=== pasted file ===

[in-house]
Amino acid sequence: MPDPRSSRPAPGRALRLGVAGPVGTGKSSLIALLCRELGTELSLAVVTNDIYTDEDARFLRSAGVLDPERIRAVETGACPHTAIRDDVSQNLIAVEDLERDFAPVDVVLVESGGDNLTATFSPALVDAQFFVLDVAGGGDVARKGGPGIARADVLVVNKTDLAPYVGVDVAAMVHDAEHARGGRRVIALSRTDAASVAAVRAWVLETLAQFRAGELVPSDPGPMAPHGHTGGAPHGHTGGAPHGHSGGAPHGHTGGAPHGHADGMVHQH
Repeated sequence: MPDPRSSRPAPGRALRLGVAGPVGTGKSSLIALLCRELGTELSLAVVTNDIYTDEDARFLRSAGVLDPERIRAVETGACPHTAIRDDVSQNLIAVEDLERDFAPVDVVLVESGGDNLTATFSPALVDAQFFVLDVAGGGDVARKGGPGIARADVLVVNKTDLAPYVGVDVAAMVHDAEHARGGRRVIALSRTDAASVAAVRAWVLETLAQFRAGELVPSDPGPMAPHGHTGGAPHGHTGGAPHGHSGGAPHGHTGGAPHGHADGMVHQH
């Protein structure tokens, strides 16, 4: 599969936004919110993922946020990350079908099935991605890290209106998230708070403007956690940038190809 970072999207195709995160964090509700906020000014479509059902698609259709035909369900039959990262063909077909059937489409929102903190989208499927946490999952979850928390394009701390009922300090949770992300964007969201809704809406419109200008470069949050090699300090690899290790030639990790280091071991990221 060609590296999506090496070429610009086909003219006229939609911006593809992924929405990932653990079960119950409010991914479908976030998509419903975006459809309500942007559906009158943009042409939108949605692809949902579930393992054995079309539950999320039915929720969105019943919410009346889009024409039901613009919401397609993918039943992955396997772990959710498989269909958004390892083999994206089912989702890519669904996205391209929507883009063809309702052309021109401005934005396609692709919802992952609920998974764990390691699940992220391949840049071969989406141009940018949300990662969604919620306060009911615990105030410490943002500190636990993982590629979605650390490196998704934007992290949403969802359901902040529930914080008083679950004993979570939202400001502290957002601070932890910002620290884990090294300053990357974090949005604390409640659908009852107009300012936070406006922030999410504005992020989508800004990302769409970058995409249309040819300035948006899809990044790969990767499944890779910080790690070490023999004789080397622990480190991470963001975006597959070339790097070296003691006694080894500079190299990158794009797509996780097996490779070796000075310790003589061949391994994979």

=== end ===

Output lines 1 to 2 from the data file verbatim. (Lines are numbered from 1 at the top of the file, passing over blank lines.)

[in-house]
Amino acid sequence: MPDPRSSRPAPGRALRLGVAGPVGTGKSSLIALLCRELGTELSLAVVTNDIYTDEDARFLRSAGVLDPERIRAVETGACPHTAIRDDVSQNLIAVEDLERDFAPVDVVLVESGGDNLTATFSPALVDAQFFVLDVAGGGDVARKGGPGIARADVLVVNKTDLAPYVGVDVAAMVHDAEHARGGRRVIALSRTDAASVAAVRAWVLETLAQFRAGELVPSDPGPMAPHGHTGGAPHGHTGGAPHGHSGGAPHGHTGGAPHGHADGMVHQH